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Interview with 'Murder in the First' costume designer Jill Lucas

Costume Designer Jill Lucas talks in the exclusive in-depth interview about the life of a costume designer for television, how she helps actors make that first transition into the characters they play and how the psychology of the human spirit impacts her choices as a costume designer. Her work can be seen in the new television series starring Taye Diggs, titled "Murder in the First," which will air on TNT, starting Monday, June 9.

Jill Lucas, costume designer for TNT's 'Murder in the First.'
Photograph courtesy of Dattner Dispoto and Associates

Jill Lucas grew up in the country in a small town in Pennsylvania. Drawn to fashion at an early age, Jill was making costumes for her Barbies at the age of seven, and in the spirit of Scarlet O'Hara she would often use old drapery material - years before she had ever seen "Gone With the Wind."

"My family and I would always watch movies together. I remember seeing 'Gone With the Wind' and seeing the grandeur of all those dresses, just wishing I lived in that time period and wanting to be surrounded by that aesthetic." And when Jill saw Scarlet make due and fashion a dress out of drapery material, she knew she was on to something.

Jill says, "I learned to sew when I was eight-years-old. It's when I got my first sewing machine. I loved making my one-of-a-kind dresses and I would wear them to school and nobody else would have them. So, that was the lure to me."

As a teenager Jill didn't know that she could make a career out of her love for fashion, but her father did give her smart advice, "Whatever you want to do, make sure you pick something that you really love, because you are going to be doing it the rest of your life."

After completing High School, Jill attended West Virginia University and majored in fine arts, "They had a fashion program, a theater program and I went there for painting. It wasn't brought to my attention that I could make a career in fashion."

"I wanted to go to the Fashion Institute and Technology in New York, but my parents weren't totally behind that. So, I started taking fashion classes in West Virginia and it wasn't long before Jill realized she knew more than most of her teachers.

Her family had a friend that was starting a business in California and Jill, at the age of 19 went off to the sunshine state to help out at the new business, "I met a woman who had her own fashion line and it was a lightning bolt to me and I didn't go back to West Virginia."

Lucas finished her education at the Fashion Institute of Design and Technology in Los Angeles. "I did the whole fashion program and loved it, but worried if I would be successful at that stage of my life. They had an advanced costume program where they only took ten applicants out of three thousand. I got into the program and that was my second lightning bolt. I knew right then that I wanted to be a costume designer. It's just a different way of creating art."

Luckily for Jill, a couple of her teachers were working in the industry and she starting working for them. One of the teachers was a costume designer for movies and commercials. Right after graduation she went right to work and she hasn't stopped.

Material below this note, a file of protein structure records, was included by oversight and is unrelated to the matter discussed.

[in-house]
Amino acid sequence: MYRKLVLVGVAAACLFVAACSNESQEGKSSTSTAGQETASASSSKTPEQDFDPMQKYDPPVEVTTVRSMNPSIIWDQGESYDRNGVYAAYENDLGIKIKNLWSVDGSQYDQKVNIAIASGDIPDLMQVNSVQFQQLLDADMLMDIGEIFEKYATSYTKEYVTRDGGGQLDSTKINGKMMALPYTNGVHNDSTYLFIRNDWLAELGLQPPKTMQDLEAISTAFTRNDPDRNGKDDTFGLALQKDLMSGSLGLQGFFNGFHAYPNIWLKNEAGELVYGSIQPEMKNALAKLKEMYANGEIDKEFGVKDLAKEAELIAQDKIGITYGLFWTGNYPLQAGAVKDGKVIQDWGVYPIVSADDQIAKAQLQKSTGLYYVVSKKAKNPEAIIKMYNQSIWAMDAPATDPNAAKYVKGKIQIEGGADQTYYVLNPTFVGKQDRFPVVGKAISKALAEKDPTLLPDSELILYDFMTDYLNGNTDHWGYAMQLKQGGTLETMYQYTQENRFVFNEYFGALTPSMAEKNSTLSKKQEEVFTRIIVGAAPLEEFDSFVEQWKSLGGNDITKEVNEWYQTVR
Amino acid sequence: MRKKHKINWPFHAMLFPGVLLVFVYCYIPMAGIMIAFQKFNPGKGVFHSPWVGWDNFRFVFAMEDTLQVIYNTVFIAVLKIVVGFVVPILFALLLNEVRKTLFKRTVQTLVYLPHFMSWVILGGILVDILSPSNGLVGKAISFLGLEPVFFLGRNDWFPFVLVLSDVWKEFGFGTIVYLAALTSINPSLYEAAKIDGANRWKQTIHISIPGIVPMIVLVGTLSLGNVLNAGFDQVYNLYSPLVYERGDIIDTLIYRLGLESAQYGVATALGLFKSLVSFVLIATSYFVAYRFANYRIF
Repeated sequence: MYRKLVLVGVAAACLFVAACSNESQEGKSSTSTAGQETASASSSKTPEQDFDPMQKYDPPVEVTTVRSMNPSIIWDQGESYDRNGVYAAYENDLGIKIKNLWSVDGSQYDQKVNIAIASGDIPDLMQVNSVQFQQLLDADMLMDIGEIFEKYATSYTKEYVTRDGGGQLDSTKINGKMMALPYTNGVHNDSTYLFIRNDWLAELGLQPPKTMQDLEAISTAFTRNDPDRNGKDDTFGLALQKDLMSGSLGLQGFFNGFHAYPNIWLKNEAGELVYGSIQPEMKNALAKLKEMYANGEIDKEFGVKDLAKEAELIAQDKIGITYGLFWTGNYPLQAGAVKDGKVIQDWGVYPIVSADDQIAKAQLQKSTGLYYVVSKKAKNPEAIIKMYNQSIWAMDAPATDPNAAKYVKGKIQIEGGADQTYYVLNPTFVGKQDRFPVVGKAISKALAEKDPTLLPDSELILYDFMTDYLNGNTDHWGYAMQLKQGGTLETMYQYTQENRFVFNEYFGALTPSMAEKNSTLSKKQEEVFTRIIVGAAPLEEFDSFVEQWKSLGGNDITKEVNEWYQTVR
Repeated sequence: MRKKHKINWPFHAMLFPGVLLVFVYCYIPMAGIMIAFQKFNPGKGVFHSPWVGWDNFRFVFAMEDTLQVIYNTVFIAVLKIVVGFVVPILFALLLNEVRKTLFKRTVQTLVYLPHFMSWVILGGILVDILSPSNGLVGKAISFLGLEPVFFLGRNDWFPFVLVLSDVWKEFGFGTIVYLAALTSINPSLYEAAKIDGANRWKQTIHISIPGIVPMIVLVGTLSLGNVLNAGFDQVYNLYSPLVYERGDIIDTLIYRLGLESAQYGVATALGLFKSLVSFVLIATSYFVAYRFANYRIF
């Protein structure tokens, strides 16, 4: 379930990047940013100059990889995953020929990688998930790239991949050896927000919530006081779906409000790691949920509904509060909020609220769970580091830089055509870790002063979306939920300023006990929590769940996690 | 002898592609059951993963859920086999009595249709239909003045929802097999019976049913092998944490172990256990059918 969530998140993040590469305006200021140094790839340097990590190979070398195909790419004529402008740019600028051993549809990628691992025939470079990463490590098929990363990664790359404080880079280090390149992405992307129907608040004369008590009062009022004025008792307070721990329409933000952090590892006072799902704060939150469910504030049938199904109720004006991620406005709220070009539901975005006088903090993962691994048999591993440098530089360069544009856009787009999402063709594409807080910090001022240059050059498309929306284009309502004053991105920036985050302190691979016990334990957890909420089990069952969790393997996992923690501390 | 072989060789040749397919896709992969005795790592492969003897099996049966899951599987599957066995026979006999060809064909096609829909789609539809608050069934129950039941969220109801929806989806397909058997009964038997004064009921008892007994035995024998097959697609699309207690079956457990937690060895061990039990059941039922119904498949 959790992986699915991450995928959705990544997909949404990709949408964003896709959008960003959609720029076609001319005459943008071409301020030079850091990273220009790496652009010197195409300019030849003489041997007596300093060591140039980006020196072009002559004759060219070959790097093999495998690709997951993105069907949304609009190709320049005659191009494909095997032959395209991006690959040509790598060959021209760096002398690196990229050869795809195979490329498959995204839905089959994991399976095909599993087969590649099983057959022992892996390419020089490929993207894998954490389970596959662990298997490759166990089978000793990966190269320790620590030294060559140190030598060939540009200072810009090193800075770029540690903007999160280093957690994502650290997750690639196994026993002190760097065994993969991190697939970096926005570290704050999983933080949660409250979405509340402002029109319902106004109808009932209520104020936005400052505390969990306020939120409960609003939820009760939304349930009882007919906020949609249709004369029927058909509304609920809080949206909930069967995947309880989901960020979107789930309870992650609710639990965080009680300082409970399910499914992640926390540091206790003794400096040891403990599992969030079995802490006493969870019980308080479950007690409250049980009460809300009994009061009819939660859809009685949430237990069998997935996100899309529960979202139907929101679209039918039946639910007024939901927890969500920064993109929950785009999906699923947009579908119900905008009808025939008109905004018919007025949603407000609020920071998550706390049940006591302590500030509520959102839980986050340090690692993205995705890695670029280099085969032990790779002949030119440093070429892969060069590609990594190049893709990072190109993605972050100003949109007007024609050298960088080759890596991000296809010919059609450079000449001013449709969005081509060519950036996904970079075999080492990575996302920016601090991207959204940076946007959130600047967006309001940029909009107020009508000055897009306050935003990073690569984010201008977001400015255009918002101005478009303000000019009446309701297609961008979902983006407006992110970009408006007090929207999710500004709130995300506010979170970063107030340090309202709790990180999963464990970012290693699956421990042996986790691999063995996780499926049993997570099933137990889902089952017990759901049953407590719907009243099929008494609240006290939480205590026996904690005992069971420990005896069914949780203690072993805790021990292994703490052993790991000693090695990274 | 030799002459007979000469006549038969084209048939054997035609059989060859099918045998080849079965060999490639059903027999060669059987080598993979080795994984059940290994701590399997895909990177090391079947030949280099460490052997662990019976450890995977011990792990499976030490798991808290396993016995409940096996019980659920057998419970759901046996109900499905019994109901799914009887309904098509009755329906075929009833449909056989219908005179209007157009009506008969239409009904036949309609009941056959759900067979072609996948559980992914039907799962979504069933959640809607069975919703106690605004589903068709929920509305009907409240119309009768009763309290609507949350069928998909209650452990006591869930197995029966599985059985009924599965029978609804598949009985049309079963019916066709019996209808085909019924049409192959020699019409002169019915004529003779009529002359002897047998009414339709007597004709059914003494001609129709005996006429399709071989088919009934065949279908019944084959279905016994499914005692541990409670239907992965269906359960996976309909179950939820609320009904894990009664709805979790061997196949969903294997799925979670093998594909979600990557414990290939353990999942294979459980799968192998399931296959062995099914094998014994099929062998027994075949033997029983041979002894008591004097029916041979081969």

Jill has an unique look at costume design "If I wasn't a costume designer, I would be a psychologist. I find that with TV you get wrapped up into the psychology of who these people are. When you get a script every week, it's like this is your patient. What are these characters going through? How am I going to figure out what they are going to wear? There's always a little bit more challenge for me to it, because there is always that guessing game of not knowing what is going to happen. In film there is a beginning and an end. I like the unknown that comes with the TV format."

Jill has been the costume designer on several hit television series. From 2007 - 2008, Jill worked on the reality show "Survivor."

"That was probably the most fun at a job I have ever had in my life," Jill said. "The costume designer on 'Survivor' is responsible for maintaining the costume wardrobe made for the host of the show Jeff Probst."

Sometimes the set of "Survivor" could be quite frantic as Jill describes her very own challenge, "I remember that there was an reward in China in an one thousand year old city and I needed to have all these Chinese waitresses dressed in traditional Chinese dresses with the Mandarin collars. I had gotten the notice the day before. So, literally I was running around with a translator trying to find fabric and found these 80-year-old women with really old sewing machines. It's amazing that it all turned out."

The base camp for "Survivor" was usually built 30 to 60 miles away from the island than the contests were living at during filming of the show, and Jill has a lot of respect for those contestants, "After working on that show, it is the hardest thing they'll ever do. Any person who's on it, in my eyes, is a form of a hero."

Jill remembers one reward challenge especially, "During a reward challenge a contest won a reward to get her clothes washed. I will never forget that smell. I washed her outfit like ten times and I thought it would never get clean."

A few years later, Jill was the costume designer for the second season of "Glee," "Glee was probably the most creative job I have ever had," said Jill. "To put that show on is a huge thing and co-creator Ryan Murphy is a perfectionist. He's brilliant, he falls into the category of a creative genius. He will re-work things until he feels it's perfect."